Alley in Pisa, Italy

by Lars Kotthoff

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Possible Duplicate:
If someone makes a picture of me, who owns the right to it?

A lady took a photograph of me, then posted it in a smear campaign against me. I was the obvious subject of the photograph, both the primary subject in the picture and primary in the description.

Can someone copyright a photograph they took of me that I gave no permission for, and use it in a smear campaign -- and have me take down a picture of ME while "critiquing" it (fair use!).

Canada has "critique" which allows one to use copywritten materials in order to "critique" them, similar to "fair use"... and yet this lady has signed a DMCA filing!

Also, shouldn't I be entitled to a copy of such a filing?

These copyright laws are freaking confusing!!

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marked as duplicate by mattdm, MikeW, Imre, Rowland Shaw Jan 17 '13 at 16:39

This question has been asked before and already has an answer. If those answers do not fully address your question, please ask a new question.

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It sounds like it would fall under libel and slander. The reason being is because that person 'smeared' your reputation - ie saying untrue things of you. I would as the answers below suggest that you get a lawyer involved to confirm it. –  Peng Tuck Kwok Nov 8 '12 at 2:25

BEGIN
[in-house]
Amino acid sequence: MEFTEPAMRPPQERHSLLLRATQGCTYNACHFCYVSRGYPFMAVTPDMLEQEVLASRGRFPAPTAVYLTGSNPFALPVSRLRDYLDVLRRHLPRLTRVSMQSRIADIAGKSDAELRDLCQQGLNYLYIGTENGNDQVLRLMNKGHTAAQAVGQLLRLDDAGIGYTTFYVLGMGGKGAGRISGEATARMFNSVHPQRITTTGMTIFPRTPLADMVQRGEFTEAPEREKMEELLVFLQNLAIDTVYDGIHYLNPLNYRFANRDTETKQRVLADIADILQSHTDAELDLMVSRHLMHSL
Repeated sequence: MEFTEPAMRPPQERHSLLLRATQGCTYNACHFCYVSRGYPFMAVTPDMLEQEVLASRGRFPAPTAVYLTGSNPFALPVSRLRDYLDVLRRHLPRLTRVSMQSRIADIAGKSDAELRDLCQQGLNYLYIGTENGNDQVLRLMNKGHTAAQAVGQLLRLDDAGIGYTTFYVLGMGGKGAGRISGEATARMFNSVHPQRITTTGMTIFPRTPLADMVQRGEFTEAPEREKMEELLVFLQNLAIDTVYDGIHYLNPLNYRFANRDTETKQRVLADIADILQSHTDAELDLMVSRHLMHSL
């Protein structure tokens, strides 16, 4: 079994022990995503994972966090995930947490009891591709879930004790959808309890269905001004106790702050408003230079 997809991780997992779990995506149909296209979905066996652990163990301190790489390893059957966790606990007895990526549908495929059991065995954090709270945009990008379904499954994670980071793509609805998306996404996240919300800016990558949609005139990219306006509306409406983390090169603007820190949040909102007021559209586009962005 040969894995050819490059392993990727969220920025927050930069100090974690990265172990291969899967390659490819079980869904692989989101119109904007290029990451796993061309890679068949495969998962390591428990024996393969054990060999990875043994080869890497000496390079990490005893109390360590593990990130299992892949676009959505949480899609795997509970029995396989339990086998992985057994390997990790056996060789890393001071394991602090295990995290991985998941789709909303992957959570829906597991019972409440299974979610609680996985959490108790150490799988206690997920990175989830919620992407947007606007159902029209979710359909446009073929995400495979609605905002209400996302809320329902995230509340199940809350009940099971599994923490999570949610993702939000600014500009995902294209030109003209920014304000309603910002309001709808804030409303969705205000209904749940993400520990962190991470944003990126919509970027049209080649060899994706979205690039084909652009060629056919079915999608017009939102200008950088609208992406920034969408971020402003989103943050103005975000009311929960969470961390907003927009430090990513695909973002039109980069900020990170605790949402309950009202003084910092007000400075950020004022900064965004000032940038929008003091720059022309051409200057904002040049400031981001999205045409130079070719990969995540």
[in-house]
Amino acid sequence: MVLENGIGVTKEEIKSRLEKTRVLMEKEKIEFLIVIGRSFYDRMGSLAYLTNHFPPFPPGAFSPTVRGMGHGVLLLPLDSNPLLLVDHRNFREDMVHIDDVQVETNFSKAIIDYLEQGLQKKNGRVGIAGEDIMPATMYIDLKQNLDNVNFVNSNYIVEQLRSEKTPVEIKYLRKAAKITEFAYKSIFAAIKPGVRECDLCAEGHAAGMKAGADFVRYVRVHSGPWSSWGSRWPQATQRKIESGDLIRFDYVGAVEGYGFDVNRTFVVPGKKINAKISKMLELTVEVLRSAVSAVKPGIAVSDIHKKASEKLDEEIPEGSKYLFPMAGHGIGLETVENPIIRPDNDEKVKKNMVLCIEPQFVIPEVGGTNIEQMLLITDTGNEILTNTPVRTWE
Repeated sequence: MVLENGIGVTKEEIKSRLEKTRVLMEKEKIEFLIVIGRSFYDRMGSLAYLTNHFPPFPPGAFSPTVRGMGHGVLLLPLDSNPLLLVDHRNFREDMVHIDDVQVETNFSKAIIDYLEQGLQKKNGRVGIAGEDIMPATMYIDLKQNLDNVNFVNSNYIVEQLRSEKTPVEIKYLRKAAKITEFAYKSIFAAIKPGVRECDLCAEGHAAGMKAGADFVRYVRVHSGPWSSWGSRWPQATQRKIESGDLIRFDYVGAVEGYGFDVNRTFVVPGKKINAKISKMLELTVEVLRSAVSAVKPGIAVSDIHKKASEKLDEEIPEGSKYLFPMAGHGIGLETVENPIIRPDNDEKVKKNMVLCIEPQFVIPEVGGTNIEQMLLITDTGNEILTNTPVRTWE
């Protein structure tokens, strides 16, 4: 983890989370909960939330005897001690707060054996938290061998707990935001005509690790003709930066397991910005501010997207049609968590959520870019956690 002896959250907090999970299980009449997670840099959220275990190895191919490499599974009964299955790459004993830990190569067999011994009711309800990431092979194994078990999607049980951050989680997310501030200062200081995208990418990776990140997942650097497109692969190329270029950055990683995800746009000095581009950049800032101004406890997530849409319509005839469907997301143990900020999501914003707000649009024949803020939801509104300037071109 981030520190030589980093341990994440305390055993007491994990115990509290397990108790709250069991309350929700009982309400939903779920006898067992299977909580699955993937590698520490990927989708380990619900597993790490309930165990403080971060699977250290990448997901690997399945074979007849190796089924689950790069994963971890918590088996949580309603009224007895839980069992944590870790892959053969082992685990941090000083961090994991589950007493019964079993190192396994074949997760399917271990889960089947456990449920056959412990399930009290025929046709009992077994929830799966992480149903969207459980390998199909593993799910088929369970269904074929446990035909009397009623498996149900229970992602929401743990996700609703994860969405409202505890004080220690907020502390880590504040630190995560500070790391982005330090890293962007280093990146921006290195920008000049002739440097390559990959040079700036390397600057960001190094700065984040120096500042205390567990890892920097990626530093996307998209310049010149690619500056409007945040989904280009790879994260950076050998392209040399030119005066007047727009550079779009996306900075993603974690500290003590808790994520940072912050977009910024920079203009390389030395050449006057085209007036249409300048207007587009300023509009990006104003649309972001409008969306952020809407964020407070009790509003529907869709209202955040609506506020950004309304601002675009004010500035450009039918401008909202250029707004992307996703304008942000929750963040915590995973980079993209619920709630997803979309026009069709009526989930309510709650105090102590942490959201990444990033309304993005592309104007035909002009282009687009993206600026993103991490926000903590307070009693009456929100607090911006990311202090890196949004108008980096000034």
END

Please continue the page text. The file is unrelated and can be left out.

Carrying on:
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I can't help but be curious enough to want to see the photo now! –  thomasrutter Jan 17 '13 at 3:42
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It's not hard to find if you search, @thomas - but let's try and keep the question abstract enough to maybe be useful to someone else. –  Shog9 Jan 17 '13 at 4:18
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By the way, this question is very similar and contains some information that would be helpful here. –  thomasrutter Jan 17 '13 at 5:12

2 Answers 2

Can someone copyright a photograph they took of me that I gave no permission for

Yes. In fact, copyright is automatically awarded to the photographer. They don't have to claim or apply for it.

The reason this is the case is that copyright protects the artistic work, in this case a photograph. Copyright is not designed to protect a person's likeness (or that of anything you might photograph), though there are various other laws that may apply to those things.

... and use it in a smear campaign

The smear campaign may or may not be considered libel. But if so, it would be unrelated to copyright - the copyright belongs to the photographer and there is no question about that. If you wanted to take action against them for their smear campaign it'd have to be one related to libel, not copyright.

Note that for something to be libel, it needs to provably do more than just show you in a bad light or be a bad photo.

and have me take down a picture of ME while "critiquing" it (fair use!).

This is irrelevant and you cannot ask them to take down a picture they took of you for copyright reasons, because the copyright on the image belongs to the photographer. They do not need to abide by any fair use restrictions because they fully own the copyright. I'd also warn you against copying the image yourself, because then you'd be infringing their copyright.